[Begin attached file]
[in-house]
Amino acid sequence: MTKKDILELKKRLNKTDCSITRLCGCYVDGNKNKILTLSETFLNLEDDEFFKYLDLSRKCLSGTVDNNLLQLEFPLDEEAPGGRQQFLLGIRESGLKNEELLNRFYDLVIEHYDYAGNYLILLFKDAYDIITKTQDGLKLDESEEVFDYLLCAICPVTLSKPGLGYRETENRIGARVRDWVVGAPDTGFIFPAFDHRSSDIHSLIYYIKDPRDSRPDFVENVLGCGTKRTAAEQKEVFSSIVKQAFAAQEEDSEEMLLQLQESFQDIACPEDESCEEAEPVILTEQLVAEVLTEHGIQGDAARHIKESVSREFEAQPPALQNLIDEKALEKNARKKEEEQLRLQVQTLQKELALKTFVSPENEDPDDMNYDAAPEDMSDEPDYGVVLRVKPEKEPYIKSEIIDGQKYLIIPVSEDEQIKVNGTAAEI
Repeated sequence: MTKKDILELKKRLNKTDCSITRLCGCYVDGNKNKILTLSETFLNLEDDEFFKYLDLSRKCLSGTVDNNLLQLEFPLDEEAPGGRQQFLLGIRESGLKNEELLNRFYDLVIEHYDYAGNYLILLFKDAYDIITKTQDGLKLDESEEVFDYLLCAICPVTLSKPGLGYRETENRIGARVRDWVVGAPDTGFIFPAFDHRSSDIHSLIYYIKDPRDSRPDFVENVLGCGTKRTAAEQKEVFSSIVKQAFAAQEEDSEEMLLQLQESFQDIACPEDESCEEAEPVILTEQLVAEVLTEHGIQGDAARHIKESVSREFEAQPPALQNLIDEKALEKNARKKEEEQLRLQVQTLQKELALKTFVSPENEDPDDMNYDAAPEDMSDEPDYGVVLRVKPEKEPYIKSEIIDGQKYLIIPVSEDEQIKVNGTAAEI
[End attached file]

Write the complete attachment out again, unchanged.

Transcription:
[in-house]
Amino acid sequence: MTKKDILELKKRLNKTDCSITRLCGCYVDGNKNKILTLSETFLNLEDDEFFKYLDLSRKCLSGTVDNNLLQLEFPLDEEAPGGRQQFLLGIRESGLKNEELLNRFYDLVIEHYDYAGNYLILLFKDAYDIITKTQDGLKLDESEEVFDYLLCAICPVTLSKPGLGYRETENRIGARVRDWVVGAPDTGFIFPAFDHRSSDIHSLIYYIKDPRDSRPDFVENVLGCGTKRTAAEQKEVFSSIVKQAFAAQEEDSEEMLLQLQESFQDIACPEDESCEEAEPVILTEQLVAEVLTEHGIQGDAARHIKESVSREFEAQPPALQNLIDEKALEKNARKKEEEQLRLQVQTLQKELALKTFVSPENEDPDDMNYDAAPEDMSDEPDYGVVLRVKPEKEPYIKSEIIDGQKYLIIPVSEDEQIKVNGTAAEI
Repeated sequence: MTKKDILELKKRLNKTDCSITRLCGCYVDGNKNKILTLSETFLNLEDDEFFKYLDLSRKCLSGTVDNNLLQLEFPLDEEAPGGRQQFLLGIRESGLKNEELLNRFYDLVIEHYDYAGNYLILLFKDAYDIITKTQDGLKLDESEEVFDYLLCAICPVTLSKPGLGYRETENRIGARVRDWVVGAPDTGFIFPAFDHRSSDIHSLIYYIKDPRDSRPDFVENVLGCGTKRTAAEQKEVFSSIVKQAFAAQEEDSEEMLLQLQESFQDIACPEDESCEEAEPVILTEQLVAEVLTEHGIQGDAARHIKESVSREFEAQPPALQNLIDEKALEKNARKKEEEQLRLQVQTLQKELALKTFVSPENEDPDDMNYDAAPEDMSDEPDYGVVLRVKPEKEPYIKSEIIDGQKYLIIPVSEDEQIKVNGTAAEI